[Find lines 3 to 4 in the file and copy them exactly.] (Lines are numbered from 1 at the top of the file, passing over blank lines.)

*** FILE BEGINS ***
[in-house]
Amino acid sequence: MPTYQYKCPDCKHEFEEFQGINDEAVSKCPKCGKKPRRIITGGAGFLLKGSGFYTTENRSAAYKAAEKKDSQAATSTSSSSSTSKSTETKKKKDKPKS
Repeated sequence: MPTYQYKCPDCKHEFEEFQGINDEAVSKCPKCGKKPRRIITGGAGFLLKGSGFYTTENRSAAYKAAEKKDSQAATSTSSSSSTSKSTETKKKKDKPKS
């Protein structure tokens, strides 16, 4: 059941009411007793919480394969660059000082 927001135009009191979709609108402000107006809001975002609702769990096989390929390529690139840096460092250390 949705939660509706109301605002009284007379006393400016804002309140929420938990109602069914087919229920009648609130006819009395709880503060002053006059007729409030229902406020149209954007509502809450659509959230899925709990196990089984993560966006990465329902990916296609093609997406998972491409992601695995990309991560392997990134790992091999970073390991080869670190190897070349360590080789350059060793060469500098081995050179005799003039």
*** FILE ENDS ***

Repeated sequence: MPTYQYKCPDCKHEFEEFQGINDEAVSKCPKCGKKPRRIITGGAGFLLKGSGFYTTENRSAAYKAAEKKDSQAATSTSSSSSTSKSTETKKKKDKPKS
């Protein structure tokens, strides 16, 4: 059941009411007793919480394969660059000082 927001135009009191979709609108402000107006809001975002609702769990096989390929390529690139840096460092250390 949705939660509706109301605002009284007379006393400016804002309140929420938990109602069914087919229920009648609130006819009395709880503060002053006059007729409030229902406020149209954007509502809450659509959230899925709990196990089984993560966006990465329902990916296609093609997406998972491409992601695995990309991560392997990134790992091999970073390991080869670190190897070349360590080789350059060793060469500098081995050179005799003039």